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Humans Respond Emotionally to Robots

Humans Respond Emotionally to RobotsTechnology is on a roll as robots and other forms of simulation devices are now used in schools, home and work environments.

Robots and simulations can do just about anything from cleaning up after a spilled coffee to providing a platform for physicians to practice delivering babies — with all the bodily fluids and vocalizations included.

A new study shows just how much robotics are becoming part of society, as researchers found that humans have similar brain function when shown images of affection and violence being inflicted on robots and humans.

Affectionate relationships with robots have dominated the silver screen; think of R2D2 and C3-PO in the original “Star Wars” film, and even the Tin Man in “The Wizard of Oz.”

Historically, significant research in the field of human-robot interaction has concentrated on the implementation of emotion models in robotic systems. These studies test implementations with regard to their believability and naturalness, their positive influence on participants, or enjoyment of the interaction.

But there is little known on how people perceive “robotic” emotion and whether they react emotionally towards robots. People often have problems verbalizing their emotional state or find it strange to report on their emotions in human-robot interactions.

In an attempt to determine how humans really think about these inanimate creatures, German researchers Astrid Rosenthal-von der Pütten, Nicole Krämer, and Matthias Brand conducted two studies.

The studies were designed to utilize objective measures linked to emotion, such as physiological arousal and brain activity associated with emotional processing.

In the first study, 40 participants watched videos of a small dinosaur-shaped robot that was treated in an affectionate or a violent way and measured their level of physiological arousal and asked for their emotional state directly after the videos.

Participants reported feeling more negative watching the robot being abused and showed higher arousal during the negative video.

The second study used functional magnetic-resonance imaging (fMRI), to investigate potential brain correlations of human-robot interaction in contrast to human-human interaction.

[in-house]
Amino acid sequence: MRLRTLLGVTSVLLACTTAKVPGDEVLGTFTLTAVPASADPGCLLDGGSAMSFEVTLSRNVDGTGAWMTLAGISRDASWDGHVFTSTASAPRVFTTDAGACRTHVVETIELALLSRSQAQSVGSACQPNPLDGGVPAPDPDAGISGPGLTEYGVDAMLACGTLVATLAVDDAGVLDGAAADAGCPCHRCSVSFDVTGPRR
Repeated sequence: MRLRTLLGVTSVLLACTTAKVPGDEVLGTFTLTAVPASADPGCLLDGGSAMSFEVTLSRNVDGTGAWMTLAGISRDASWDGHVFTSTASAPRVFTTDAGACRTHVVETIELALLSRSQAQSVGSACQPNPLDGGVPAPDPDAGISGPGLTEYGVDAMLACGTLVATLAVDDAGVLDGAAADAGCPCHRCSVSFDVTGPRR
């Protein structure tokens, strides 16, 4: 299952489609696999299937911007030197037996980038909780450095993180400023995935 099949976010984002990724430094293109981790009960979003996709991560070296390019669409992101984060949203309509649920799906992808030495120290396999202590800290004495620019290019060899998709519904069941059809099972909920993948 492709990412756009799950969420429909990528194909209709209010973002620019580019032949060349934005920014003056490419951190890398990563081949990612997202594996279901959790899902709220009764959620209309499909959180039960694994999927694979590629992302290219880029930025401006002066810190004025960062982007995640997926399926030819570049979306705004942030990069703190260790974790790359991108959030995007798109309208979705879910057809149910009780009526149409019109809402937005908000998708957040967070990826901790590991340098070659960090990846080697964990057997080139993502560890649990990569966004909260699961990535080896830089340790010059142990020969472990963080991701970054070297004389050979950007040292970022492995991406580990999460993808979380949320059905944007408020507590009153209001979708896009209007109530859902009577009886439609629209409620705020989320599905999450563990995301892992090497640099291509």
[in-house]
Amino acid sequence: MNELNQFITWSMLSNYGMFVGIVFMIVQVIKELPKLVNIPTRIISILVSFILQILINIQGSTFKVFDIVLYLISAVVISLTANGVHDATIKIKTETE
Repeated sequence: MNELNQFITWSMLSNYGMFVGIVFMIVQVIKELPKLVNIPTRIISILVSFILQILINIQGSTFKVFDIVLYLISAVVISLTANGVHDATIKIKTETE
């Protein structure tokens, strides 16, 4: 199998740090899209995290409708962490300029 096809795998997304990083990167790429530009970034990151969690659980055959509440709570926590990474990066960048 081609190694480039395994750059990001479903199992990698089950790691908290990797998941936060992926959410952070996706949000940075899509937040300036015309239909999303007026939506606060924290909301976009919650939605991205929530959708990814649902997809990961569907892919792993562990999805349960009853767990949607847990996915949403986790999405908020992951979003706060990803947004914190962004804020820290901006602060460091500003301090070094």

The 14 participants were presented videos showing a human, a robot and an inanimate object, again being treated in either an affectionate or in a violent way.

Researchers found that individuals displayed similar neural activation patterns for affection, indicating that they elicit similar emotional reactions.

However, when comparing videos showing abusive behavior, participants showed more negative empathetic concern for humans.

Experts see robots as a potential tool helping elders or the physically challenged to remain independent and enhance quality of life.

“One goal of current robotics research is to develop robotic companions that establish a long-term relationship with a human user, because robot companions can be useful and beneficial tools.

“They could assist elderly people in daily tasks and enable them to live longer autonomously in their homes, help disabled people in their environments, or keep patients engaged during the rehabilitation process,” said Rosenthal-von der Pütten.

“A common problem is that a new technology is exciting at the beginning, but this effect wears off especially when it comes to tasks like boring and repetitive exercise in rehabilitation. The development and implementation of uniquely humanlike abilities in robots like theory of mind, emotion and empathy is considered to have the potential to solve this dilemma.”

Source: International Communication Association

Human and robotic hands photo by shutterstock.

Humans Respond Emotionally to Robots

Rick Nauert PhD

Rick Nauert, PhDDr. Rick Nauert has over 25 years experience in clinical, administrative and academic healthcare. He is currently an associate professor for Rocky Mountain University of Health Professionals doctoral program in health promotion and wellness. Dr. Nauert began his career as a clinical physical therapist and served as a regional manager for a publicly traded multidisciplinary rehabilitation agency for 12 years. He has masters degrees in health-fitness management and healthcare administration and a doctoral degree from The University of Texas at Austin focused on health care informatics, health administration, health education and health policy. His research efforts included the area of telehealth with a specialty in disease management.

APA Reference
Nauert PhD, R. (2018). Humans Respond Emotionally to Robots. Psych Central. Retrieved on December 2, 2020, from
Scientifically Reviewed
Last updated: 8 Aug 2018 (Originally: 24 Apr 2013)
Last reviewed: By a member of our scientific advisory board on 8 Aug 2018
Published on Psych All rights reserved.